After my second surgery, after which I had 5 ½ weeks of radiation treatment, I put together a speech:
The 10 Dumb Things People Say to Someone With Cancer -- an upbeat and humorous approach for how to help someone who has recently received the “Big C” diagnosis.
I’ve had a lot of fun giving that speech over the years. Last May I gave it to the Icelandic Cancer Association and was interviewed by virtually all of the media in that small country. It really captured people’s attention and I spoke to a full house.
I end the list of 10 dumb things with this statement:
In reality, none of these sayings are “dumb,” but only an uneducated way for people to reach out and show they care. They want to say something positive and hopeful…and we all know that that is better than saying nothing at all.
After I told people about my diagnosis this time, I started collecting the comments I got. Maybe it’s because it’s been five times for me, but I must say my friends do not say anything “dumb” at all. And all I’m sharing here is some of the e-mails I got. I also got cards in the mail and had people say wonderful things to me personally.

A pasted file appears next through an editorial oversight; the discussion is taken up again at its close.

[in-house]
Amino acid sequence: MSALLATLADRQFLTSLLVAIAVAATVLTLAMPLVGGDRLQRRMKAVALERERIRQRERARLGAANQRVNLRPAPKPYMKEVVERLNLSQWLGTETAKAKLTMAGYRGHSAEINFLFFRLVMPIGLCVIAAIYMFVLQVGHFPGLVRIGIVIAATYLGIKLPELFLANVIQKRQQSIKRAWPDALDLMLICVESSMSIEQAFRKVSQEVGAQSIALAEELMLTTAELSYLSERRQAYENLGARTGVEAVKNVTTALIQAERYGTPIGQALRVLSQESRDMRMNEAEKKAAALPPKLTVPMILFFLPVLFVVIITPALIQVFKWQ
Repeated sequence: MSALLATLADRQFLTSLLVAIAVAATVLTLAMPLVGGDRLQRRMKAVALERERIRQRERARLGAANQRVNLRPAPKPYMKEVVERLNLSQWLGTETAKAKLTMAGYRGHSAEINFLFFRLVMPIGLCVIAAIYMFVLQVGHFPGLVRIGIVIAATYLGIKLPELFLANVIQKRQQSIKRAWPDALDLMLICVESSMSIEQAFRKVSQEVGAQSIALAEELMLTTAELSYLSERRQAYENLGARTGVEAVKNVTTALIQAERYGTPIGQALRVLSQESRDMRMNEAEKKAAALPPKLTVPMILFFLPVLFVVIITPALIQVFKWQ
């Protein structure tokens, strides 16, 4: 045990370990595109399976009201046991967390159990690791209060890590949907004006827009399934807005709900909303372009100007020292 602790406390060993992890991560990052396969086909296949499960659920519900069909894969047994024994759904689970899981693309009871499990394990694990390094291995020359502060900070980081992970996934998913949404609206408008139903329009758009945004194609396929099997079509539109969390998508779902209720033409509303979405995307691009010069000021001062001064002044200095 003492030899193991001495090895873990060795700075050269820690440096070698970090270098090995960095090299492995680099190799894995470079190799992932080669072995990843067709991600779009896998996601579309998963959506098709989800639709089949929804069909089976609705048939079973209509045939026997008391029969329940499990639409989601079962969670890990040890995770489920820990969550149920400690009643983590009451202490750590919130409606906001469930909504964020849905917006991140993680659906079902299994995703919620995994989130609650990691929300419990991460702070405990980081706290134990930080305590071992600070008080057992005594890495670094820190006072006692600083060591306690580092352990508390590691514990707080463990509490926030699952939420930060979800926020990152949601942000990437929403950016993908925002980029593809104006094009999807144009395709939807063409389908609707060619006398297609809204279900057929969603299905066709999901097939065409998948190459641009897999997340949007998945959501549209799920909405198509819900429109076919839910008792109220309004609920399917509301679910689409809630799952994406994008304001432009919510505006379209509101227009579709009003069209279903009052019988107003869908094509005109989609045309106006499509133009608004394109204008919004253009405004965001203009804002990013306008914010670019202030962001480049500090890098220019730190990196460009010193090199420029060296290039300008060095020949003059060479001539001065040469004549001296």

I know you are positive and upbeat as can be expected with the confirmation of the cancer return. A small tumor is indeed good news. I also know you are weary of the surgery, test and round of doctors. Please know that I care for you and love you my dear friend. I will help you in anyway you need during surgery and recovery. I hold you close in my thoughts and prayers. Bobbie
You're really unbelievable, you know. A book from you at some time about keeping on needs to be written. Really, you are an amazing woman and an inspiration to me. Dev
Wow……..but the details are not so bad. No spreading-wonderful! And drug therapy with no side effects? Great, but what is that? You are working on your Iron (Wo)Man status, but every time, you come out okay again. God bless you for taking it on each time with strength and the best possible attitude. Really.
And God bless you in general – this has to be very, very hard in spite of the good prognosis. Whatever I can do to help, please let me know.